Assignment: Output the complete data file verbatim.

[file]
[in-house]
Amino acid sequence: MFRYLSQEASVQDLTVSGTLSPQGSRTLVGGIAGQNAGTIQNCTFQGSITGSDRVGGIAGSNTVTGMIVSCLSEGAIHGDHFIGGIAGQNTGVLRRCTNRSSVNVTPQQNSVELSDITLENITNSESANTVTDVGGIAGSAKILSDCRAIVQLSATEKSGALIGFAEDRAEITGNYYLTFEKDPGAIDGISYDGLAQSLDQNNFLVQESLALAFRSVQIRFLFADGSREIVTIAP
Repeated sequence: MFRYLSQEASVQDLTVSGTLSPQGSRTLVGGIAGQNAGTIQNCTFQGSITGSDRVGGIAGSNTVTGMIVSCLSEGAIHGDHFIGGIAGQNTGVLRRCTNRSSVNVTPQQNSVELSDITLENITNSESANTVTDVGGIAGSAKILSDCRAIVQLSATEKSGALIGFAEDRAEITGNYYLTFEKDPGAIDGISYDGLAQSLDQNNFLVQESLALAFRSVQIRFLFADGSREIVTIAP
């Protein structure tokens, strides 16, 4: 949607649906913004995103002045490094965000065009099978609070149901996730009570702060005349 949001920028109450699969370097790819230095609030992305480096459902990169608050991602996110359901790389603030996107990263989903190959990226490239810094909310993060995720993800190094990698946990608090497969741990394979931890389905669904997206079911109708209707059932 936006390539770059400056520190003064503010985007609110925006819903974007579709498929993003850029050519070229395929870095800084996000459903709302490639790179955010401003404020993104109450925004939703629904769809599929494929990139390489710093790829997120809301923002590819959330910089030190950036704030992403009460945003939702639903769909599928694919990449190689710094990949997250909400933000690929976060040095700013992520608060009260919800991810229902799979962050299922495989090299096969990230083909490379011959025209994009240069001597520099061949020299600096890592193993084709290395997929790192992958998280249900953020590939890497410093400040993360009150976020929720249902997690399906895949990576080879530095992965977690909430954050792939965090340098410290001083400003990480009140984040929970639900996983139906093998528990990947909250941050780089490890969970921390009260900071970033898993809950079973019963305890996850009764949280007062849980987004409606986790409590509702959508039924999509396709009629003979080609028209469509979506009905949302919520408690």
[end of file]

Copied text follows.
[in-house]
Amino acid sequence: MFRYLSQEASVQDLTVSGTLSPQGSRTLVGGIAGQNAGTIQNCTFQGSITGSDRVGGIAGSNTVTGMIVSCLSEGAIHGDHFIGGIAGQNTGVLRRCTNRSSVNVTPQQNSVELSDITLENITNSESANTVTDVGGIAGSAKILSDCRAIVQLSATEKSGALIGFAEDRAEITGNYYLTFEKDPGAIDGISYDGLAQSLDQNNFLVQESLALAFRSVQIRFLFADGSREIVTIAP
Repeated sequence: MFRYLSQEASVQDLTVSGTLSPQGSRTLVGGIAGQNAGTIQNCTFQGSITGSDRVGGIAGSNTVTGMIVSCLSEGAIHGDHFIGGIAGQNTGVLRRCTNRSSVNVTPQQNSVELSDITLENITNSESANTVTDVGGIAGSAKILSDCRAIVQLSATEKSGALIGFAEDRAEITGNYYLTFEKDPGAIDGISYDGLAQSLDQNNFLVQESLALAFRSVQIRFLFADGSREIVTIAP
């Protein structure tokens, strides 16, 4: 949607649906913004995103002045490094965000065009099978609070149901996730009570702060005349 949001920028109450699969370097790819230095609030992305480096459902990169608050991602996110359901790389603030996107990263989903190959990226490239810094909310993060995720993800190094990698946990608090497969741990394979931890389905669904997206079911109708209707059932 936006390539770059400056520190003064503010985007609110925006819903974007579709498929993003850029050519070229395929870095800084996000459903709302490639790179955010401003404020993104109450925004939703629904769809599929494929990139390489710093790829997120809301923002590819959330910089030190950036704030992403009460945003939702639903769909599928694919990449190689710094990949997250909400933000690929976060040095700013992520608060009260919800991810229902799979962050299922495989090299096969990230083909490379011959025209994009240069001597520099061949020299600096890592193993084709290395997929790192992958998280249900953020590939890497410093400040993360009150976020929720249902997690399906895949990576080879530095992965977690909430954050792939965090340098410290001083400003990480009140984040929970639900996983139906093998528990990947909250941050780089490890969970921390009260900071970033898993809950079973019963305890996850009764949280007062849980987004409606986790409590509702959508039924999509396709009629003979080609028209469509979506009905949302919520408690």